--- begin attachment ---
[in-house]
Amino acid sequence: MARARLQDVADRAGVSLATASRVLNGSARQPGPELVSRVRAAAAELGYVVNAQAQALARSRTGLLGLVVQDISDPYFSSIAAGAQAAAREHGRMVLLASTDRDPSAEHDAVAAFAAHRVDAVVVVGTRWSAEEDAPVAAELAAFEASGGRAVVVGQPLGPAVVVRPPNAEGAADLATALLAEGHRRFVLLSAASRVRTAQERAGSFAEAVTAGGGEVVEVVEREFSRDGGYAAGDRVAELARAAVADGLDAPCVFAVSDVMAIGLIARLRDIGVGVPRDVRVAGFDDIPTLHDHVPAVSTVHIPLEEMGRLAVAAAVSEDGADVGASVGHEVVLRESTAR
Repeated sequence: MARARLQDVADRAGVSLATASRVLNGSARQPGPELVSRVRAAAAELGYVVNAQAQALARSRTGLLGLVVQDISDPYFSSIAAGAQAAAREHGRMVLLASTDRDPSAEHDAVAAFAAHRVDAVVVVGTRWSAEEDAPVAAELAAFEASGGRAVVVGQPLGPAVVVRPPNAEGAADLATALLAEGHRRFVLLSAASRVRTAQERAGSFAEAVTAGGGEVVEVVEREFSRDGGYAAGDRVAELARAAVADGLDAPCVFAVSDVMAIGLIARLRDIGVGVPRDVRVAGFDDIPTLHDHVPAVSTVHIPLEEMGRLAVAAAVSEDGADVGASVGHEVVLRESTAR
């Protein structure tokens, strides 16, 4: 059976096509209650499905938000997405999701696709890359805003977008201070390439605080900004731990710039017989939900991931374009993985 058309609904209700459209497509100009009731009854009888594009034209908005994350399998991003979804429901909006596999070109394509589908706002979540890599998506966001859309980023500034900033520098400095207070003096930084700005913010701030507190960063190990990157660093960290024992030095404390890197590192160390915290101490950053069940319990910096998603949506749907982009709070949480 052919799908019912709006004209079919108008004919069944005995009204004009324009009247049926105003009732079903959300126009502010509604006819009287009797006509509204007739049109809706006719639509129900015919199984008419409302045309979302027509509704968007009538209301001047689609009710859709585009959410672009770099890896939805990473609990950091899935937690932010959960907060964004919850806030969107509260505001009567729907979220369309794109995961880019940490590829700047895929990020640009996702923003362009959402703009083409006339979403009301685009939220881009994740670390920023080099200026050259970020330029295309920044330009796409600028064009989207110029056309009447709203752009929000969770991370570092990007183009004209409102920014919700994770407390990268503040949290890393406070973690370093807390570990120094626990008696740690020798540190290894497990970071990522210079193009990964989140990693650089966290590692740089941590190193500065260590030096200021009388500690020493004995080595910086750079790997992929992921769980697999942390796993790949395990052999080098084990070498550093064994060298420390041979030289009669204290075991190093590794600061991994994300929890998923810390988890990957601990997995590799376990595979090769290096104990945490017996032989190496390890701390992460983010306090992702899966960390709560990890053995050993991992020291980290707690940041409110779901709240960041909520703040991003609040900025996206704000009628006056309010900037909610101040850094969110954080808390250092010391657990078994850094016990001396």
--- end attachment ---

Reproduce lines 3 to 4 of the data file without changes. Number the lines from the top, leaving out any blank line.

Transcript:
Repeated sequence: MARARLQDVADRAGVSLATASRVLNGSARQPGPELVSRVRAAAAELGYVVNAQAQALARSRTGLLGLVVQDISDPYFSSIAAGAQAAAREHGRMVLLASTDRDPSAEHDAVAAFAAHRVDAVVVVGTRWSAEEDAPVAAELAAFEASGGRAVVVGQPLGPAVVVRPPNAEGAADLATALLAEGHRRFVLLSAASRVRTAQERAGSFAEAVTAGGGEVVEVVEREFSRDGGYAAGDRVAELARAAVADGLDAPCVFAVSDVMAIGLIARLRDIGVGVPRDVRVAGFDDIPTLHDHVPAVSTVHIPLEEMGRLAVAAAVSEDGADVGASVGHEVVLRESTAR
């Protein structure tokens, strides 16, 4: 059976096509209650499905938000997405999701696709890359805003977008201070390439605080900004731990710039017989939900991931374009993985 058309609904209700459209497509100009009731009854009888594009034209908005994350399998991003979804429901909006596999070109394509589908706002979540890599998506966001859309980023500034900033520098400095207070003096930084700005913010701030507190960063190990990157660093960290024992030095404390890197590192160390915290101490950053069940319990910096998603949506749907982009709070949480 052919799908019912709006004209079919108008004919069944005995009204004009324009009247049926105003009732079903959300126009502010509604006819009287009797006509509204007739049109809706006719639509129900015919199984008419409302045309979302027509509704968007009538209301001047689609009710859709585009959410672009770099890896939805990473609990950091899935937690932010959960907060964004919850806030969107509260505001009567729907979220369309794109995961880019940490590829700047895929990020640009996702923003362009959402703009083409006339979403009301685009939220881009994740670390920023080099200026050259970020330029295309920044330009796409600028064009989207110029056309009447709203752009929000969770991370570092990007183009004209409102920014919700994770407390990268503040949290890393406070973690370093807390570990120094626990008696740690020798540190290894497990970071990522210079193009990964989140990693650089966290590692740089941590190193500065260590030096200021009388500690020493004995080595910086750079790997992929992921769980697999942390796993790949395990052999080098084990070498550093064994060298420390041979030289009669204290075991190093590794600061991994994300929890998923810390988890990957601990997995590799376990595979090769290096104990945490017996032989190496390890701390992460983010306090992702899966960390709560990890053995050993991992020291980290707690940041409110779901709240960041909520703040991003609040900025996206704000009628006056309010900037909610101040850094969110954080808390250092010391657990078994850094016990001396």